by laurie jane kern on October 11, 2009

Spoonerisms: The terms applied to making a spoon. That’s my definition!

After much searching and talking to a lot of people, I found someone to teach me metal smithing – real metal smithing where you are hammering and moving metal!!

Mary N, who is also a member of the Palomar Gem & Mineral Club told me to contact Deb Jemmott. Mary was taking a class from her at San Diego Community College. [Mary was in my Viking Knit class at the time] – So after a few emails and quite a bit of telephone tag, not only had I spoken to Deb but we set up an all day session. Deb also sent out a call for other students, and Mary signed up too. So, yesterday we had our class, focusing on forming, forging and sinking!

OH MY GOD, IT WAS SO MUCH FUN! We arrived at 10 am and for the next 6 hours we learned how to properly select the working height, hold the hammer and then we proceeded to hammer on aluminum (as it never work hardens thus no annealing required) and Copper. We formed, dapped, annealed, Bouged, planished, and sunk metal using cross pein hammers, sinking hammers, and planishing hammers.

I was able to make a tiny – I mean small bowl with a rim and from an oval blank as spoon bowl (pictures below). Mary worked on a bowl and then started a ‘oak’ leaf bowl/dish [Mary let me know if I got it correct] which I think she is going to continue in the class at the community college.

After our session, I met the Janda, the Fair Maiden of Tran at our favorite Thai restaurant in San Marcos as it was only anther 10 minute drive from Deb’s house. We had yummy Crab Cake Panang for dinner and caught up on lots of gossip. I was home by 7:30 pm and then had to tell everything to my husband.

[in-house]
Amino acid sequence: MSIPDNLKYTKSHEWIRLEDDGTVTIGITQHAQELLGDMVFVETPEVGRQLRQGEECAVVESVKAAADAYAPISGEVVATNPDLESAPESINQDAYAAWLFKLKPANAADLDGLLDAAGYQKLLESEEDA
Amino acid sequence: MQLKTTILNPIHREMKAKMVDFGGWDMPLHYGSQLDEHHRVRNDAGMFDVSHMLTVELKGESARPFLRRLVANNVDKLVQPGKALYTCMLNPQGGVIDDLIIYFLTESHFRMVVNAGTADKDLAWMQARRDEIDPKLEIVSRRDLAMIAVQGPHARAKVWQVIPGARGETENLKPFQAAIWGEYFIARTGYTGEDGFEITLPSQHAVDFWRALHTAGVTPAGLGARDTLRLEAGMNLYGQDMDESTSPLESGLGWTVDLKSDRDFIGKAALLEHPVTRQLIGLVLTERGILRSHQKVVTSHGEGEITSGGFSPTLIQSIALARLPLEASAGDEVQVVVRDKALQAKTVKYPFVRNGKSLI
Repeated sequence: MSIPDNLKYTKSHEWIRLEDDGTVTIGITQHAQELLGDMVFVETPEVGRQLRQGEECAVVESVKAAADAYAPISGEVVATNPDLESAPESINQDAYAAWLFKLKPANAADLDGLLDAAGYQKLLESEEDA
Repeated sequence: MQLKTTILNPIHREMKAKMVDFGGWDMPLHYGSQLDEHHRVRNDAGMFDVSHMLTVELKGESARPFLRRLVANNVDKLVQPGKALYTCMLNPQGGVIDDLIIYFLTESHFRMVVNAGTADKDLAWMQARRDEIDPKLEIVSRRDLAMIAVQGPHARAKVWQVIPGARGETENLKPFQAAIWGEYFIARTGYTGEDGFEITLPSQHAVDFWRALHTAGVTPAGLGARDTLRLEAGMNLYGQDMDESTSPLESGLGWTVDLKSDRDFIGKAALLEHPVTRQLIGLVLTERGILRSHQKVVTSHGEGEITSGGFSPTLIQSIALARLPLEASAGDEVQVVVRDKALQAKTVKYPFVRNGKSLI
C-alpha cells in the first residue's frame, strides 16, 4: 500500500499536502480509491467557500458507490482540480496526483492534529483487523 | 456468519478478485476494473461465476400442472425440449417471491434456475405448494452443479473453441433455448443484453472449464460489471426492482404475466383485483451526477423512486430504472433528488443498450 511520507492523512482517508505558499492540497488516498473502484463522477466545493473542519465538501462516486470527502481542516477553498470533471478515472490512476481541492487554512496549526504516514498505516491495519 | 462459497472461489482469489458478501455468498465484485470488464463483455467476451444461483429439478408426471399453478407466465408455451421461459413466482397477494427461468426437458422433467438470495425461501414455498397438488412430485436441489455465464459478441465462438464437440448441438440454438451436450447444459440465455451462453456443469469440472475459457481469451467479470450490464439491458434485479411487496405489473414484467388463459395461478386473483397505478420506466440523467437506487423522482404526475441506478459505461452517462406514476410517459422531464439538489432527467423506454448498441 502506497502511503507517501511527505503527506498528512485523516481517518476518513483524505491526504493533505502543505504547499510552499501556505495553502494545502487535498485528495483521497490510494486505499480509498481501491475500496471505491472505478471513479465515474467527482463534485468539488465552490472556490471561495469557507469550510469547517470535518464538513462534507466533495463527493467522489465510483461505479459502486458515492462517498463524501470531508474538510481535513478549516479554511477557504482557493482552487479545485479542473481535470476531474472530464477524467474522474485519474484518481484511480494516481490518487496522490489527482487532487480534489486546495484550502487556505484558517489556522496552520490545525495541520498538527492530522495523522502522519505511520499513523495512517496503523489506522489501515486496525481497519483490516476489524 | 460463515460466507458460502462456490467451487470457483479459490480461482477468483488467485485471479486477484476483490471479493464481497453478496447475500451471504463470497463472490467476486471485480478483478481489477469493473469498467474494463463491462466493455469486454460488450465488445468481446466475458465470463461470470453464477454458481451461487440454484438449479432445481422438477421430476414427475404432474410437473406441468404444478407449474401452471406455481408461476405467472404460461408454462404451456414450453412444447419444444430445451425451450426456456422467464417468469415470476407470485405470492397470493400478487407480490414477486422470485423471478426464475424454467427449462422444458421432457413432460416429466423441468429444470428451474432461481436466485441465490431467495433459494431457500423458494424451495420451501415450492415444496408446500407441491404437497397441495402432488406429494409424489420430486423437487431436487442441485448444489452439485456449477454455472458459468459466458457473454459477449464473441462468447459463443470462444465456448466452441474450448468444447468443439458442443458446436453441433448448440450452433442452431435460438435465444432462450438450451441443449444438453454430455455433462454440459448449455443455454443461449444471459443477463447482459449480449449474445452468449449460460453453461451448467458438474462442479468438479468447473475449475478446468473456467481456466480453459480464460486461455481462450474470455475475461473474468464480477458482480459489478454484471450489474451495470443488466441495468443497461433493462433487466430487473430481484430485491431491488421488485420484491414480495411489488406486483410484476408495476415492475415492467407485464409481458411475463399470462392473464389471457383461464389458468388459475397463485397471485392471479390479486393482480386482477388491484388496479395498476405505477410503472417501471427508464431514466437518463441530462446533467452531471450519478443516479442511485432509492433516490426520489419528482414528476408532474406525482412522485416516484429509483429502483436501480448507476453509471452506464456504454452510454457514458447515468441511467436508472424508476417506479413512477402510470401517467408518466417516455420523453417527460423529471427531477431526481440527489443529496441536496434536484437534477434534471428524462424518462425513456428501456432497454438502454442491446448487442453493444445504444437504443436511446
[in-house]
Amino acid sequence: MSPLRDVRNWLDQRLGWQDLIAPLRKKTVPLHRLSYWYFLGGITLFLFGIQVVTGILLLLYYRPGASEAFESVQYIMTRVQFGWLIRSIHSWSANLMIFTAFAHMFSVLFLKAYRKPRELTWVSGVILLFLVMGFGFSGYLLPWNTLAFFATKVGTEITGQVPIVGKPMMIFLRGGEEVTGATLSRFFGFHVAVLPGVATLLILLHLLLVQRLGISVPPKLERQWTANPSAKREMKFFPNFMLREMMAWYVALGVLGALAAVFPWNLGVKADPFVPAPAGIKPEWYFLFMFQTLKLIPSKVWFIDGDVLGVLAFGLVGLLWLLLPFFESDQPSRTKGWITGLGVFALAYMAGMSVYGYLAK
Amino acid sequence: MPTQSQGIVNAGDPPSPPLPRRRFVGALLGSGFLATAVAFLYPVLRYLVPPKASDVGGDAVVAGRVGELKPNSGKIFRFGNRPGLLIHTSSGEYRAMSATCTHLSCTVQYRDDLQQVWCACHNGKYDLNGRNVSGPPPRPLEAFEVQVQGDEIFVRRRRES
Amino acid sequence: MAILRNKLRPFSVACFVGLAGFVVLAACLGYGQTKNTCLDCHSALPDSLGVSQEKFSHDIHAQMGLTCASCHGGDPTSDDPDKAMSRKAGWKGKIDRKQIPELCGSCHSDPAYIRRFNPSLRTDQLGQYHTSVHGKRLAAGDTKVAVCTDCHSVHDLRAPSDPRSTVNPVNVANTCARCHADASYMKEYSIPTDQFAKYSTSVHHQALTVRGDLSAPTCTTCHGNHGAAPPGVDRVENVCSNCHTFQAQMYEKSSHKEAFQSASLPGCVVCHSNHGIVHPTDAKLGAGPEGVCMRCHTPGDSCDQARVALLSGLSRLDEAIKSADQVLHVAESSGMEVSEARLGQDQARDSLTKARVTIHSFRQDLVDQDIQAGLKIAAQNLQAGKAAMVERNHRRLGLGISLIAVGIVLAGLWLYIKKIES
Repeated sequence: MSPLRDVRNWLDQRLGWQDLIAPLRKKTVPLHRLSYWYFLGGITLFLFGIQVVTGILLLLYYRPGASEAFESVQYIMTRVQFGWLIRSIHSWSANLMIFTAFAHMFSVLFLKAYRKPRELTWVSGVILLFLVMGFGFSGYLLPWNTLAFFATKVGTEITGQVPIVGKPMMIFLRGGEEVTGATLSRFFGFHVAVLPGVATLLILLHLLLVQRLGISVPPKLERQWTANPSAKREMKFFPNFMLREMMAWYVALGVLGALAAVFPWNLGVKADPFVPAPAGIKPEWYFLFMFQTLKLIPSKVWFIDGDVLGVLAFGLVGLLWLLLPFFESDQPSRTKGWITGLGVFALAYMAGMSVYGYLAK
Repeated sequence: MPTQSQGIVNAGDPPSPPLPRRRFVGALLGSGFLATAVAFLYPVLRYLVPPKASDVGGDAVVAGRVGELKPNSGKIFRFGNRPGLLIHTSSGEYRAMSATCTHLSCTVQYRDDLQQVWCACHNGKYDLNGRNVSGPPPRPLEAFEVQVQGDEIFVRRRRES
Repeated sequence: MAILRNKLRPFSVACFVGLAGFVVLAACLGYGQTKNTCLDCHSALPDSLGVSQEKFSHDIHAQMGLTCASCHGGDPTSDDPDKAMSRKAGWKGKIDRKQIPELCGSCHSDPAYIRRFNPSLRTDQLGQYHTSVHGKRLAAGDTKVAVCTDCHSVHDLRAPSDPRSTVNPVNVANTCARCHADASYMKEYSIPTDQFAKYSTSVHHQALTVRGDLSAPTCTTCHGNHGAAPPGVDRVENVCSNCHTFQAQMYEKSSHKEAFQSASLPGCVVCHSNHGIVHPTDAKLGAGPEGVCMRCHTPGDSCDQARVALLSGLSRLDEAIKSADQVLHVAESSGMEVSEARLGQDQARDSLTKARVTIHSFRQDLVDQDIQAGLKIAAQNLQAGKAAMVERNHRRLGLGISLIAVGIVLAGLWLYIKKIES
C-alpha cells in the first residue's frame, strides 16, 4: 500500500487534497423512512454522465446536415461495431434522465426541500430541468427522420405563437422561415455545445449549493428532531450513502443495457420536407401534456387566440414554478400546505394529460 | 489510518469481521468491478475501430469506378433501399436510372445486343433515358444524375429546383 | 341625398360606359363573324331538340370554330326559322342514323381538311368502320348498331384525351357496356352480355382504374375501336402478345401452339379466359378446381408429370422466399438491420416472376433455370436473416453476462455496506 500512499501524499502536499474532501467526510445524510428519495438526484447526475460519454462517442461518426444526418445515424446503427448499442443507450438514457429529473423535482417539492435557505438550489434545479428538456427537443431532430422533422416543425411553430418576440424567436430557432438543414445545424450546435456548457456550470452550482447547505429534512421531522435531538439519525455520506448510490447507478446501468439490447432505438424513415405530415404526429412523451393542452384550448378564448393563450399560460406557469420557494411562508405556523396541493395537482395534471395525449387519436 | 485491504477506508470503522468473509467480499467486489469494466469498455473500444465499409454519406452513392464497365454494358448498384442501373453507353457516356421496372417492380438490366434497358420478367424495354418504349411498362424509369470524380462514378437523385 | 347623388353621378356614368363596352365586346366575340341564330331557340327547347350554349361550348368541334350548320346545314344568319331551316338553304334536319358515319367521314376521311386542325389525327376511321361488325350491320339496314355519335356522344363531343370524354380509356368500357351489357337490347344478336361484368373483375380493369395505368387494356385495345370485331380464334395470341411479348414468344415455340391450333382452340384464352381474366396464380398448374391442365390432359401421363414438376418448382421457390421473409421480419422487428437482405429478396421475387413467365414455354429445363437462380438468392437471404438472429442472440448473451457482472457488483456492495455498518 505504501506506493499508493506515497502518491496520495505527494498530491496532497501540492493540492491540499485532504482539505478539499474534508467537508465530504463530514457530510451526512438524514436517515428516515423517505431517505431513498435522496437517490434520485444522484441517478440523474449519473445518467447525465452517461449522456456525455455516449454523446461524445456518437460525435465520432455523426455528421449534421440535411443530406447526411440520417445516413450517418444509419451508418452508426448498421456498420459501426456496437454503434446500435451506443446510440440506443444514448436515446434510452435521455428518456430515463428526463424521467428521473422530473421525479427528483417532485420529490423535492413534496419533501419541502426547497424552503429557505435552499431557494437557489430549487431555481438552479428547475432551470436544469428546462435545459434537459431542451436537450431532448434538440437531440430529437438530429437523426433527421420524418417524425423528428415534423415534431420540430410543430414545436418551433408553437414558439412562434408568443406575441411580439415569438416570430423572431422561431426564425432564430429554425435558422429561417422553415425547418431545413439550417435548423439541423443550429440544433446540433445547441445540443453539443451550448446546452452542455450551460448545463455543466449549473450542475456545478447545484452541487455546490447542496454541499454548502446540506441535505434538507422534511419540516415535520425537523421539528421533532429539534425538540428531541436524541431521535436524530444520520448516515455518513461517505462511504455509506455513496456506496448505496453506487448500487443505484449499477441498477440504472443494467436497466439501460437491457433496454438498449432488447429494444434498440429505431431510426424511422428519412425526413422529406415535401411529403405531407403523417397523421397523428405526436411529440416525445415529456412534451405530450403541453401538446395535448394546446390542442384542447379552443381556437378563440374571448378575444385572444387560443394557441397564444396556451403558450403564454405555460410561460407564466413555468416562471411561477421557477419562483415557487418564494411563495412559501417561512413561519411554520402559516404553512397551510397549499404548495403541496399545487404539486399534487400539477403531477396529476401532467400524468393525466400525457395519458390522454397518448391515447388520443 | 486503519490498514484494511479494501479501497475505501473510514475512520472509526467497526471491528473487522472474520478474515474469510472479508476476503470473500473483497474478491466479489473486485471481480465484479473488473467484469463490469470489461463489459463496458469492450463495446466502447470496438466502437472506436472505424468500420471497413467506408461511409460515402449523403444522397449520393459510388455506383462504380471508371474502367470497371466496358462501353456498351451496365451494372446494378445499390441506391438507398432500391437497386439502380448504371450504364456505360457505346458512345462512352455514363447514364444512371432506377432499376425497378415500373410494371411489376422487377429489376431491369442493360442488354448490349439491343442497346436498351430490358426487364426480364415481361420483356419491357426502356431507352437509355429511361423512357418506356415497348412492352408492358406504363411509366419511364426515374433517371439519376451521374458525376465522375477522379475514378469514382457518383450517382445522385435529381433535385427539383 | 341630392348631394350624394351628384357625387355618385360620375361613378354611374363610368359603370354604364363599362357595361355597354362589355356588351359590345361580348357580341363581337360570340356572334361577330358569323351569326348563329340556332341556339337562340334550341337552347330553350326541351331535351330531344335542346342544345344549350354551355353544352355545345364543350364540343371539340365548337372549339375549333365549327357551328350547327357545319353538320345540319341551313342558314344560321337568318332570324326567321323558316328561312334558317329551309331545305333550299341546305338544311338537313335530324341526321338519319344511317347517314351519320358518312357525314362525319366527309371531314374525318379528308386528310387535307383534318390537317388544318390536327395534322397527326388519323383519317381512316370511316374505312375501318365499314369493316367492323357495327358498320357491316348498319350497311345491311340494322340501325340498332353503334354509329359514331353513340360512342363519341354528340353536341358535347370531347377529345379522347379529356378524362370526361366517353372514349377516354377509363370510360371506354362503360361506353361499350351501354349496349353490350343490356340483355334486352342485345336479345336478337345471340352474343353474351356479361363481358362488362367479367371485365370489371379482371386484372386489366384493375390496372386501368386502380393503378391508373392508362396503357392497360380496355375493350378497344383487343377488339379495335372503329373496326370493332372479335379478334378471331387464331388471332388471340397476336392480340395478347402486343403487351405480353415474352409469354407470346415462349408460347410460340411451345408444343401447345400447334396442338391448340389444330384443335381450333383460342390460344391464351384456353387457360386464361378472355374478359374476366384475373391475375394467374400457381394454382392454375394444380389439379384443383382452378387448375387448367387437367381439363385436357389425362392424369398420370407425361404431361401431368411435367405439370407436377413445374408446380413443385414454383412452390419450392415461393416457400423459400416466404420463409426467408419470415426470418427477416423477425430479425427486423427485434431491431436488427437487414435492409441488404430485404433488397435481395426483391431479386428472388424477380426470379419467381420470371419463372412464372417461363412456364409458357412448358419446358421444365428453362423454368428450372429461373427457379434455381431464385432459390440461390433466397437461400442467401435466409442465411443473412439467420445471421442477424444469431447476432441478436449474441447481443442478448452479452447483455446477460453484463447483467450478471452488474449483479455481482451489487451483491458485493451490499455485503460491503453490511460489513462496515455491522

It was off to bet at midnight, tired and very happy.

laurie jane kern

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{ 2 comments… read them below or add one }

Kerri Duncan October 14, 2009 at 4:27 am

I loved the posting! I think *smithing* as a craft is loosely applied to many areas as a collective term these days… but the true use is beautiful- to move metal with force from your own hands is awesome!
-Loved the rimmed bowl- and the Tri-angled dish- If you’re in the mood or have the inclination to make a bit of a holiday/vacation out of smithing- I would highly reccomend Brian Clarke in Ireland! He holds spoon and sinking/raising as well as chasing/repousse’ week long workshops! His web-address is *//homepage.tinet.ie/~ybc/* and he is offering weekend shop classes in France as well.
-I wanted to know more about true smithing- and came away from a most pleasurable week with the basics of movement, and a new vision of metals and appreciation for things like classically made pieces.
-I have enjoyed your blog and postings- keep ’em going! Be safea nd have a great day!

steve mashburn October 13, 2009 at 11:47 am

nothing to stir the blood like learning a new craft! Moving metal does move the mind also… You can make things that tin smiths will say are impossible!

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